In this article, I argue that mainstream artificial intelligence is about to enter a new AI winter because, in spite of claims to the contrary, they are still using a representational approach to intelligence, aka symbolic AI or GOFAI. This is a criticism that Hubert Dreyfus has been making for half a century to no avail. I further argue that the best way to get rid of the representationalist baggage is to abandon the observer-centric approach to understanding intelligence and adopt a brain-centric approach. On this basis, I conclude that timing is the key to unlocking the secrets of intelligence.
The World Is its Own Model
Hubert Dreyfus is a Professor of philosophy at the University of California, Berkeley. Dreyfus has been the foremost critic of artificial intelligence research (What Computers Still Can't Do) since its early days. The AI community hates him for it. Here we are, many decades later, and Dreyfus is still right. Drawing from the work of famed German philosopher, Martin Heidegger and the French existentialist philosopher, Merleau-Ponty, Dreyfus's argument has not changed after all those years. Using Heidegger as a starting point, he argues that the brain does not create internal representations of objects in the world. The brain simply learns how to see the world directly, something that Heidegger referred to as presence-at-hand and readiness-to-hand. Dreyfus gave a great example of this in his paper Why Heideggerian AI Failed and how fixing it would require making it more Heideggerian (pdf). He explained how roboticist Rodney Brooks solved the frame problem by moving away from the traditional but slow model-based approach to a non-representational one:
The year of my talk, Rodney Brooks, who had moved from Stanford to MIT, published a paper criticizing the GOFAI robots that used representations of the world and problem solving techniques to plan their movements. He reported that, based on the idea that “the best model of the world is the world itself,” he had “developed a different approach in which a mobile robot uses the world itself as its own representation – continually referring to its sensors rather than to an internal world model.” Looking back at the frame problem, he writes:Deep Learning's GOFAI Problem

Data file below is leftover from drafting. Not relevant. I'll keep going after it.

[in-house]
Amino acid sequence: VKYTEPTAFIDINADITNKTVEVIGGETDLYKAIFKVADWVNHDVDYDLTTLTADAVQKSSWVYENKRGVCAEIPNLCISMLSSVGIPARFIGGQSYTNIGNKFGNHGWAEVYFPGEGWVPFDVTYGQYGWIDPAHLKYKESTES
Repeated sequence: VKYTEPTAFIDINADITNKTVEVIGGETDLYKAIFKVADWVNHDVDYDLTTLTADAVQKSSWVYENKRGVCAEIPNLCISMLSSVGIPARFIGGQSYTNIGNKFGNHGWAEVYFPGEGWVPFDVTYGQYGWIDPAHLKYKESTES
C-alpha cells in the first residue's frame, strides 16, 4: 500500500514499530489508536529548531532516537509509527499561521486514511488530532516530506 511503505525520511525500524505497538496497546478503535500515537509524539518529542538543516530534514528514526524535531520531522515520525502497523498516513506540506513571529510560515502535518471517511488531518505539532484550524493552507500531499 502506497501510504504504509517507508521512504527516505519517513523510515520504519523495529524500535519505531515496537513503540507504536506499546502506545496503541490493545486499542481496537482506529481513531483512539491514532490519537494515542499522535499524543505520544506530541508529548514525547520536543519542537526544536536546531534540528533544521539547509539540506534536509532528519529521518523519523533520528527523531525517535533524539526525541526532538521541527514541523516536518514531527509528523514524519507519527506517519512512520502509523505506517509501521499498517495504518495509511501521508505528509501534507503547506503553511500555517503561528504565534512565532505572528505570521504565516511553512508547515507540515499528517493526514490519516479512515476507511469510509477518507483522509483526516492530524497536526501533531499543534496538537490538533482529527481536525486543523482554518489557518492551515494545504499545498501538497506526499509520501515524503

And why could my simulated robot handle it? Because it was using the world as its own model. It never referred to an internal description of the world that would quickly get out of date if anything in the real world moved.
By and large, the mainstream AI community continues to ignore Dreyfus and his favorite philosophers. Indeed, they ignore everyone else including psychologists and neurobiologists who are more than qualified to know a thing or two about intelligence and the brain. AI's biggest success, deep learning, is just GOFAI redux. A deep neural network is actually a rule-based expert system. AI programmers just found a way (gradient descent, fast computers and lots of labeled or pre-categorized data) to create the rules automatically. The rules are in the form, if A then B, where A is a pattern and B a label or symbol representing a category.
The problem with expert systems is that they are brittle. Presented with a situation for which there is no rule, they fail catastrophically. This is what happened back in May to one of Tesla Motors's cars while on autopilot. The neural network failed to recognize a situation and caused a fatal accident. This is not to say that deep neural nets are bad per se. They are excellent in controlled environments, such as the factory floor, where all possible conditions are known in advance and humans are kept at a safe distance. But letting them loose in the real world is asking for trouble.
As I explain below, the AI community will never solve these problems until they abandon their GOFAI roots and their love affair with representations.
The Powerful Illusion of Representations
The hardest thing for AI experts to grasp is that the brain does not model the world. They have all sorts of arguments to justify their claim that the brain creates representations of objects in the world. They point out that MRI scans can pinpoint areas in the brain that light up when a subject is thinking about a word or a specific object. They argue that imagination and dreams are proof that the brain creates representations. These are powerful arguments and, in hindsight, one cannot fault the AI community too much for believing in the illusion of representations. But then again, it is not as if knowledgeable thinkers, such as Hubert Dreyfus, have not pointed out the fallacy of their approach. Unfortunately, mainstream AI is allergic to criticism.